Prejudice and discrimination are negative manifestations, and instead of bringing or holding people together, they push them apart. Ironically, you claim to be a motorcycle enthusiast meanwhile your own negative manifestions are widening the divide between the different groups. While the Ralph Nader’s of the world work to strip us of our rights, you’ve helped weaken the consolidation of force we’ll have to defend ourselves as free motorcyclists.

Easy Rider 2 06-27-2011 06:42 AM

Quote:

Originally Posted by Sir_Angus (Post 262229)
I simply proposed that you judge the rider as an individual on the content of their character and their actions, not on their clothes.

Prejudice and discrimination are negative manifestations,

But the way one chooses to present yourself to the world SAYS a lot about your character.

If one chooses a "costume" that emulates an outlaw that is quite different than choosing one that emulates a motorcycle racer.

You think that dressing like an outlaw biker is NOT a negative manifestation ??

Stereotypes are often true, whether you like it or not.

If you choose to present a negative image, you should be prepared to deal with the totally predictable results.

You are absolutely free to: Dress like a bum, never shave or take a shower, have patches with "bad ass" sayings on them, have loud pipes and more "ink" showing than skin or clothes...........but don't expect people who don't already know you to welcome you with open arms.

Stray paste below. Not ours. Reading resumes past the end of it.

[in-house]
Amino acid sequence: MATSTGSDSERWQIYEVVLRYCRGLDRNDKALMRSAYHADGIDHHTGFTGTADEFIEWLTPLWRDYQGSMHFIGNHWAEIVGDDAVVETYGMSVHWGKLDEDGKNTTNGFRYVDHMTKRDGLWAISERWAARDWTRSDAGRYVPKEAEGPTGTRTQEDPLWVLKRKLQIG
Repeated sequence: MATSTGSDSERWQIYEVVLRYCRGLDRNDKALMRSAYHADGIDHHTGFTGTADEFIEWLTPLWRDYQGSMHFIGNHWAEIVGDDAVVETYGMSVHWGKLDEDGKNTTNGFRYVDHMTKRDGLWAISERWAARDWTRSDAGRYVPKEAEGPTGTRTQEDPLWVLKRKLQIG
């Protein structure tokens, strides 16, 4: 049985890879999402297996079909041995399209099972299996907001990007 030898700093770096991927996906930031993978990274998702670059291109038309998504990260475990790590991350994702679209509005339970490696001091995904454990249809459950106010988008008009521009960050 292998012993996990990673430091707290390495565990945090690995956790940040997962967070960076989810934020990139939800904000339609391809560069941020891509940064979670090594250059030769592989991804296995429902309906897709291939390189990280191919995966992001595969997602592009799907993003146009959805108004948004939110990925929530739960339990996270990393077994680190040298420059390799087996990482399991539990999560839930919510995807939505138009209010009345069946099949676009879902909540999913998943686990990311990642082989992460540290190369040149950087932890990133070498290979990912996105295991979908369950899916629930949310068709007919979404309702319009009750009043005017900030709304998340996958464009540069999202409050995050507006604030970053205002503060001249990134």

It ain't gonna happen..........and to argue about it just further shows that you don't get it.

Sir_Angus 06-27-2011 07:00 AM

Quote:

Originally Posted by Easy Rider 2 (Post 262234)
You are absolutely free to: Dress like a bum, never shave or take a shower, have patches with "bad ass" sayings on them, have loud pipes and more "ink" showing than skin or clothes.

I don't know what part of the world you live in, but clearly there's bigger socio-economic problems going on there than what kind of bike you ride.

But you're right on one point: It's obvious that any attempt to have a conversation with the vast majority posting here for the purpose of opening and/or enlightening your mind is pointless.

Easy Rider 2 06-27-2011 08:53 AM

Quote:

Originally Posted by Sir_Angus (Post 262236)
I don't know what part of the world you live in,

for the purpose of opening and/or enlightening your mind is pointless.

Right now, I'm about 200 miles north of you.

And you are right about that second part, although the wording is off a bit. Pounding on your own warped, undefendable prejudices over and over won't make the rest of us come around to your "enlightened" point of view.

It is an OPINION. You are in the minority, maybe for good reason.